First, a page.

The Role of Minor and Ephemeral Characters in Shakespeare's Henry V
2016, Vol. 8 No. 11 | pg. 2/2 | «
Phyllis Rackin has highlighted that ‘the action Shakespeare dramatizes contradicts the story the Chorus tells.’ (Rackin, 1990, pg. 82). The Chorus’ negligence of the dramatic action is epitomised in the late night encounter with Henry’s soldiers in a scene that draws upon the moral and ethical legitimacy of the King’s war. The Chorus sets up the scene of act four depicting the King as a ‘royal captain’ who raises the morale of the ‘poor condemned English’, to which every soldier is pleased to see. However, the conversation with these three soldiers reveals Henry’s attempt to shower kingly comforts are less successful than the Chorus would have led us to believe. Instead of the ‘cheerful semblance and sweet majesty’ the Chorus has described, we encounter a Henry who gets himself into an unseemly debate on the moral and ethical conditions under which the war is fought. (Danson, 1983, pg. 39). Williams harbours deep reservations of the war, voicing his suspicions in a highly evocative manner that the King may not have just cause in his ‘divinely’ ordained invasion of France. The contentions raised by Williams are indicative of fifteenth-century theology whereby English knights were influenced by the works of St. Augustine who believed that a prince was responsible for the sin of waging an ‘unjust war’ and ‘the duty of obedience preserved the soldier’s innocence’ before God. (Meron, 1998, pg. 160). Williams consequently puts forth the argument to Henry that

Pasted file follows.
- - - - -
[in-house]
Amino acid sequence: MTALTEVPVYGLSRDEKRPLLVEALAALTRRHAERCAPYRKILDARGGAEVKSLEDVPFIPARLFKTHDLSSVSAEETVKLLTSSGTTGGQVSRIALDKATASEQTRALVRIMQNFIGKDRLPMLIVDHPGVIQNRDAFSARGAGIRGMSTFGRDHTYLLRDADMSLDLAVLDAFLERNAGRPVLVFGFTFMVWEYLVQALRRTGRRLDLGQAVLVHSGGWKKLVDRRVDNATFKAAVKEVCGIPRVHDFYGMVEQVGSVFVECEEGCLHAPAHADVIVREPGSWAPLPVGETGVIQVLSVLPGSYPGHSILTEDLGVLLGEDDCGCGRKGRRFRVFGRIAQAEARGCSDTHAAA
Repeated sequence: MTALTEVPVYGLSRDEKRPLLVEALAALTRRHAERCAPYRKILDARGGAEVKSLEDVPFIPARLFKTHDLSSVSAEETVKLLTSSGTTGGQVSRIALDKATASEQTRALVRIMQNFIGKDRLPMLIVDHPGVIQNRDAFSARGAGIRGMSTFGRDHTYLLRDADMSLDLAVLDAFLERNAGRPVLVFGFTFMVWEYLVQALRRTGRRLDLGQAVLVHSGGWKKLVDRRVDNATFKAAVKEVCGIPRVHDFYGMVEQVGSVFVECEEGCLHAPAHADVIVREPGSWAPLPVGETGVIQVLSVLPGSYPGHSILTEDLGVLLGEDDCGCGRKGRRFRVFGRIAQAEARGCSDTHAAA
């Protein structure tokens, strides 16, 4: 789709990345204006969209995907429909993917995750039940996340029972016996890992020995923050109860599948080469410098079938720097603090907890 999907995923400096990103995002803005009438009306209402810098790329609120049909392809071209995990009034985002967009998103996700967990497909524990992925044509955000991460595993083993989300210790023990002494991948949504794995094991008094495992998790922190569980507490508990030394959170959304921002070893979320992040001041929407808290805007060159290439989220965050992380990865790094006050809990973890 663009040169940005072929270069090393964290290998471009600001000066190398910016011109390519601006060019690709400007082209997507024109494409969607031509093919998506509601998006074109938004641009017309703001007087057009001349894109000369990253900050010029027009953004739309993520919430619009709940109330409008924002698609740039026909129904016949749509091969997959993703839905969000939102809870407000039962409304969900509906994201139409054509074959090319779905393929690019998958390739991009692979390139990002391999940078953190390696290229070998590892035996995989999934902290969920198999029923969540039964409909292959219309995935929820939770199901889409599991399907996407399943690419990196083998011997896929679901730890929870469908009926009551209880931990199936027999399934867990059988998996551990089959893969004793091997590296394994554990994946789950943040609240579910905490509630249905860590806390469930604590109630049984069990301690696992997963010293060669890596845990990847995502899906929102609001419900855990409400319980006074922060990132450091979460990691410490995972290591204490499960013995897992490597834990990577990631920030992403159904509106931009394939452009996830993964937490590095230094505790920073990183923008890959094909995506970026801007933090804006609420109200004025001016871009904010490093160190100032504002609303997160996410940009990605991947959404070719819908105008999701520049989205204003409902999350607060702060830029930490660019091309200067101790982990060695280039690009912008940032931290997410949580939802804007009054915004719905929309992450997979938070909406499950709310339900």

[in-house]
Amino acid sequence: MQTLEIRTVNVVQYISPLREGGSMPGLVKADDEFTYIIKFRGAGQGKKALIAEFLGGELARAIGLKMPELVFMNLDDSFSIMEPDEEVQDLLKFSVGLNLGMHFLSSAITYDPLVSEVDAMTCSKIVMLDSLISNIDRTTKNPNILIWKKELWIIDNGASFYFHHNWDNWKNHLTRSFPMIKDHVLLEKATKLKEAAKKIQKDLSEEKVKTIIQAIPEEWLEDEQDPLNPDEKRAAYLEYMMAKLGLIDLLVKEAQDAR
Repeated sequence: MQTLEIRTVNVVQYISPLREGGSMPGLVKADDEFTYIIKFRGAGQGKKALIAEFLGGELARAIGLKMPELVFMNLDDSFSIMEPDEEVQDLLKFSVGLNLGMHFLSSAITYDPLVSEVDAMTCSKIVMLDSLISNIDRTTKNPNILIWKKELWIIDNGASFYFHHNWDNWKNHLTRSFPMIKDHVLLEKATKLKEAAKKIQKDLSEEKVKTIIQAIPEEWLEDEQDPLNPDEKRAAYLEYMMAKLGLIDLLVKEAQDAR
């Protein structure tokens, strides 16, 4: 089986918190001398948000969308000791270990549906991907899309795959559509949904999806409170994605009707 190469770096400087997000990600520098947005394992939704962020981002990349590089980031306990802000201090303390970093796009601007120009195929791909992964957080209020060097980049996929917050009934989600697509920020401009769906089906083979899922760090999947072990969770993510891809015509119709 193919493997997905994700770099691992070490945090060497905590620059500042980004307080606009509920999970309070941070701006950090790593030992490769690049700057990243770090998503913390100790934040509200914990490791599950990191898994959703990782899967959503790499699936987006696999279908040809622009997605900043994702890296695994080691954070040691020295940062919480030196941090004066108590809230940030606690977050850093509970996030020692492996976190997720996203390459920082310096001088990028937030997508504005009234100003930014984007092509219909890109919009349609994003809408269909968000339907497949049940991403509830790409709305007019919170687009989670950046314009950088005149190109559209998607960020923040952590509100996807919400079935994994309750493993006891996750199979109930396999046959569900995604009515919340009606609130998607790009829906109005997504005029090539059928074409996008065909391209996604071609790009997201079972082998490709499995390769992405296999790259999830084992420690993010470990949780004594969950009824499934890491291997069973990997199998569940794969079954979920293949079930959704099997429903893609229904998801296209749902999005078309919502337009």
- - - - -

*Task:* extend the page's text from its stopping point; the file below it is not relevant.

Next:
Henry’s reprisal, on the other hand, are a set of defensive and highly prevaricated hypotheticals concluding with the avowal that ‘every subject’s duty is the king’s but every subject’s soul is his own’, skilfully evading Williams’ misgivings of responsibility.(Leer, 1962, pg.103). The circuitous nature of the response is eerily similar to that of the Archbishops’ exposition of the Salic law, the difference being Henry is willing to accept Canterbury’s ratio-legis whereas Williams in this instance remains undeterred, unmoved and ultimately unconvinced. What is curious in this encounter is that Henry very notably and perhaps strangely does not care to answer the question of whether the cause of war is just. There would not have been a need to delve into such philosophical and moral argumentations and as a consequence, the entire quarrel could have been simply avoided. Alas, Henry does not do this which leads us to question whether he truly believes that he is engaging in a virtuous and holy endeavour. Observing this seminal scene, Goddard remarks that,